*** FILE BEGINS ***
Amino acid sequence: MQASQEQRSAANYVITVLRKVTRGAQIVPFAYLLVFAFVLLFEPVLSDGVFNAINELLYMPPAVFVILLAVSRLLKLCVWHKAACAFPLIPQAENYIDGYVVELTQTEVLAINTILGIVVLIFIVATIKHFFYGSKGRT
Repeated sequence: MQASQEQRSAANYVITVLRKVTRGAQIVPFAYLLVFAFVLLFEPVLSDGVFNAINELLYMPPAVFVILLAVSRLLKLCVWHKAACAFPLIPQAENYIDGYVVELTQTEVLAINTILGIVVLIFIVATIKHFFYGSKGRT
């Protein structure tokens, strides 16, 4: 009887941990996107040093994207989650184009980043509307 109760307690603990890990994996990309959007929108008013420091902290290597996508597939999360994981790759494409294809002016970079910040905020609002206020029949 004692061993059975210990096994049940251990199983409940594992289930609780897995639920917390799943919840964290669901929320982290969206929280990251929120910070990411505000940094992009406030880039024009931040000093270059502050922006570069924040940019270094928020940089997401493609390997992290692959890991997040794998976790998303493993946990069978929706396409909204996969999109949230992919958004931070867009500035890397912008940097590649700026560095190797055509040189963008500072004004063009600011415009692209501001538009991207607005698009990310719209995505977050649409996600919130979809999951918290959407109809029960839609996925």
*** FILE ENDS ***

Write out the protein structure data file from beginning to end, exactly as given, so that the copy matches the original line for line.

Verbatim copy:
Amino acid sequence: MQASQEQRSAANYVITVLRKVTRGAQIVPFAYLLVFAFVLLFEPVLSDGVFNAINELLYMPPAVFVILLAVSRLLKLCVWHKAACAFPLIPQAENYIDGYVVELTQTEVLAINTILGIVVLIFIVATIKHFFYGSKGRT
Repeated sequence: MQASQEQRSAANYVITVLRKVTRGAQIVPFAYLLVFAFVLLFEPVLSDGVFNAINELLYMPPAVFVILLAVSRLLKLCVWHKAACAFPLIPQAENYIDGYVVELTQTEVLAINTILGIVVLIFIVATIKHFFYGSKGRT
């Protein structure tokens, strides 16, 4: 009887941990996107040093994207989650184009980043509307 109760307690603990890990994996990309959007929108008013420091902290290597996508597939999360994981790759494409294809002016970079910040905020609002206020029949 004692061993059975210990096994049940251990199983409940594992289930609780897995639920917390799943919840964290669901929320982290969206929280990251929120910070990411505000940094992009406030880039024009931040000093270059502050922006570069924040940019270094928020940089997401493609390997992290692959890991997040794998976790998303493993946990069978929706396409909204996969999109949230992919958004931070867009500035890397912008940097590649700026560095190797055509040189963008500072004004063009600011415009692209501001538009991207607005698009990310719209995505977050649409996600919130979809999951918290959407109809029960839609996925």